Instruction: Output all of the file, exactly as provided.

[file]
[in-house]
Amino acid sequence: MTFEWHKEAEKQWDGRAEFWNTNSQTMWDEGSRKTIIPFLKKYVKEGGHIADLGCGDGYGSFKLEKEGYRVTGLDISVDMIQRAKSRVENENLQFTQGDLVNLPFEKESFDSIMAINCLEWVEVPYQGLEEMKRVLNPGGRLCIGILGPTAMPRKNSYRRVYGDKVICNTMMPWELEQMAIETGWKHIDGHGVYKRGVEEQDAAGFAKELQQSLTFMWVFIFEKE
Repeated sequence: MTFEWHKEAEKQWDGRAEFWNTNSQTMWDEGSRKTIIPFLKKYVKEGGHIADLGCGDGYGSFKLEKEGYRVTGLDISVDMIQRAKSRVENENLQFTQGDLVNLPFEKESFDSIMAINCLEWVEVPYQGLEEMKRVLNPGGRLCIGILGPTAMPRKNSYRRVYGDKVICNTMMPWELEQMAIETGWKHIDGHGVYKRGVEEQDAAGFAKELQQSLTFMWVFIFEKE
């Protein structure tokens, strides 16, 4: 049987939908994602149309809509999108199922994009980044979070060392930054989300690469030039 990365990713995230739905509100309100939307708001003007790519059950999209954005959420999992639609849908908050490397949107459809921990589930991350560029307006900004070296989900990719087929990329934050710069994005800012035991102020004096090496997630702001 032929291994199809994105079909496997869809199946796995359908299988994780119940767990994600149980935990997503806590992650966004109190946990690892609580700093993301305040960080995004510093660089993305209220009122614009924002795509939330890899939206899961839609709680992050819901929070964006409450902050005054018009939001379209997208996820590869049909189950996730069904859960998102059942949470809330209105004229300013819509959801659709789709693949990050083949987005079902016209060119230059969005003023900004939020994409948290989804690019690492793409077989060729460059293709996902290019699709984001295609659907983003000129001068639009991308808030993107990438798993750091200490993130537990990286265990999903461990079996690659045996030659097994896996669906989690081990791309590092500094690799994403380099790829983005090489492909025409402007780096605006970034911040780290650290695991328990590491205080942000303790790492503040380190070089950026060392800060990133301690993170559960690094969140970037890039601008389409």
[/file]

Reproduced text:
[in-house]
Amino acid sequence: MTFEWHKEAEKQWDGRAEFWNTNSQTMWDEGSRKTIIPFLKKYVKEGGHIADLGCGDGYGSFKLEKEGYRVTGLDISVDMIQRAKSRVENENLQFTQGDLVNLPFEKESFDSIMAINCLEWVEVPYQGLEEMKRVLNPGGRLCIGILGPTAMPRKNSYRRVYGDKVICNTMMPWELEQMAIETGWKHIDGHGVYKRGVEEQDAAGFAKELQQSLTFMWVFIFEKE
Repeated sequence: MTFEWHKEAEKQWDGRAEFWNTNSQTMWDEGSRKTIIPFLKKYVKEGGHIADLGCGDGYGSFKLEKEGYRVTGLDISVDMIQRAKSRVENENLQFTQGDLVNLPFEKESFDSIMAINCLEWVEVPYQGLEEMKRVLNPGGRLCIGILGPTAMPRKNSYRRVYGDKVICNTMMPWELEQMAIETGWKHIDGHGVYKRGVEEQDAAGFAKELQQSLTFMWVFIFEKE
């Protein structure tokens, strides 16, 4: 049987939908994602149309809509999108199922994009980044979070060392930054989300690469030039 990365990713995230739905509100309100939307708001003007790519059950999209954005959420999992639609849908908050490397949107459809921990589930991350560029307006900004070296989900990719087929990329934050710069994005800012035991102020004096090496997630702001 032929291994199809994105079909496997869809199946796995359908299988994780119940767990994600149980935990997503806590992650966004109190946990690892609580700093993301305040960080995004510093660089993305209220009122614009924002795509939330890899939206899961839609709680992050819901929070964006409450902050005054018009939001379209997208996820590869049909189950996730069904859960998102059942949470809330209105004229300013819509959801659709789709693949990050083949987005079902016209060119230059969005003023900004939020994409948290989804690019690492793409077989060729460059293709996902290019699709984001295609659907983003000129001068639009991308808030993107990438798993750091200490993130537990990286265990999903461990079996690659045996030659097994896996669906989690081990791309590092500094690799994403380099790829983005090489492909025409402007780096605006970034911040780290650290695991328990590491205080942000303790790492503040380190070089950026060392800060990133301690993170559960690094969140970037890039601008389409």